Getting the membranes into the plane for fabrication is challenging as they are double curved and may
not be discretised into panels as with conventional membrane design. Instead we developed a
constraint-based approach implementing Joey. A form found membrane mesh is input to a process
which also inputs a planar topological identical mesh with equilateral edges. A constraint is generated
for each vertex of the planar mesh restraining it to the XY plane. Each edge of the planar mesh is
constrained to the length as its corresponding edge in the form found mesh. The constraints are solved,
outputting a planar mesh which is nearly metrically identically to the form found mesh based on area
difference and total edge length difference. The bounding box of the output mesh is minimised using
the Galapagos evolutionary solver to ensure that it will fit the knitting machine.
3. Structural and FE Modelling
3.1. Superpositioning stresses
The total stress in the system to be evaluated is the addition of the residual stresses from form-finding
[FF], plus the residual stresses from membrane pre-stress [P] and finally stresses from the static load
cases of dead load [DL] and wind [W]. As described in sections 2.2 and 2.4.3 the stresses from the
form finding [FF] have not been calculated in the global model but are taken from a bending radius
analysis. Therefore the results of the FE-model do not include residual stresses from the form finding.
Total Stress = [FF] + [P] + [DL] + [W]
The larger the diameter, the smaller the stress reserve for the bending radii in our structure. This
means that a delicate balance is needed to be found between section diameter and internal stress
3.2. Material Properties
For the FE model, the material properties for GFRP rods were taken from the datasheets given by the
manufacturer. As the properties of the knitted material were to be designed during the project,
properties of a standard PVC Type I membrane with a thickness of 0.8mm were taken as a point of
departure. Tests of the biaxial behaviour of the fabric knitted from a high strength polyester yarn at the
University Duisburg-Essen, Laboratory for Lightweight Structures showed however significant
differences between the designed knitted material and our first assumptions on which we build our
Young's Modulus [N/mm²]
PVC Type 1 Membrane
Once finally available, definitive test results of the knitted fabric indicated that its stiffness was
approximately 50 times lower than that of a standard PVC1 membrane. While a FE simulation with
these lower stiffness properties was attempted, it became quickly apparent that the global stiffness was
far too low and subsequently the simulation failed. While the yarn of the knit is sufficiently strong, the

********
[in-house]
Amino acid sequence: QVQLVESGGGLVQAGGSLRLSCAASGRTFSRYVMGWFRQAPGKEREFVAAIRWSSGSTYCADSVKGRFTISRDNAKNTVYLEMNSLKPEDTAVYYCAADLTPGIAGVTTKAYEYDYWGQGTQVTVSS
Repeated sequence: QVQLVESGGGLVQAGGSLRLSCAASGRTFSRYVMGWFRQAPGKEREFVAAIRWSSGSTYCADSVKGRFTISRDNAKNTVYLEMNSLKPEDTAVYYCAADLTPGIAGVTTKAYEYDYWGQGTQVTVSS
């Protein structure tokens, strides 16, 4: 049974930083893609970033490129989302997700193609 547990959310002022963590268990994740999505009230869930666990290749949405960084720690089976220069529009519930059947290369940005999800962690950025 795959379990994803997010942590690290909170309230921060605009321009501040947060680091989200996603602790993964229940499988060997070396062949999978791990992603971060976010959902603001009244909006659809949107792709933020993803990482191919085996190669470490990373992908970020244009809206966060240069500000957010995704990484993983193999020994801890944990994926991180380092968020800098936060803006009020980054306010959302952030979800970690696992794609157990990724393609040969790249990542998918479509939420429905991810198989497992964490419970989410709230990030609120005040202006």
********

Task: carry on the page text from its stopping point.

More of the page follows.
difference in behaviour between knit and woven, laminated membrane can be explained through the
structure of the material: in a woven membrane: multiple parallel fibres are laid out rectilinearly in a
more or less straight fashion and curve only slightly around each other. Membrane material therefore
has almost no geometric stretch in the two fibre directions under tension. In knitted fabrics one
continuous yarn runs in sinusoidal loops. Under tension, theses sinusoidal yarns are pulled straight,
which leads to a large amount of stretch. Only after “locking” in this linear configuration the material
starts to bear loads in a linear-elastic manner.
3.3. Wind Loads and Bracing System
The distribution of wind loads on the tower is similar to those of a cylindrical body. In addition to a
compressive stress on the front part of the structure the dominant influences are lateral suction forces.
These suction forces pull apart the tower to the sides. The size of the recognized expense corresponds
to the values for temporary structures in accordance with DIN 4112. To increase the radial stiffness
and that way keeping the structure from global buckling, a spoke-wheel was added the structure. This
kind of restraining mechanism has been described by Alpermann and Gengnagel for arcs  or
membrane restrained columns and girders .A set of tension cables is connected to the centre points
of each storeys membrane surfaces. That way opposing suction forces can be short-circuited and the
deflection in ground-plot can be reduced dramatically.
Figure 9: Wind load distribution and bracing system.
3.4. Prototype Analysis
3.4.1. Prototype 01 – Frame Only
The first analysed model is a tower with 6 floors and 6 support feet. The following tables summarize
the results from the 14mm beam simulations. The maximum stress values, stress utilisation and
maximum displacement. The stresses given here do not include residual stresses from form finding
[FF]. Regarding the simulation, it is quite clear to see that the stiffer the model, the more likely to
converge the FE simulation is. This explains some of the earlier challenges with the simulations: we
are dealing with a very soft structure.
Figure 10: Stresses, utilisation and displacement of the basic model
3.4.2. Prototype 02 – adding the Membrane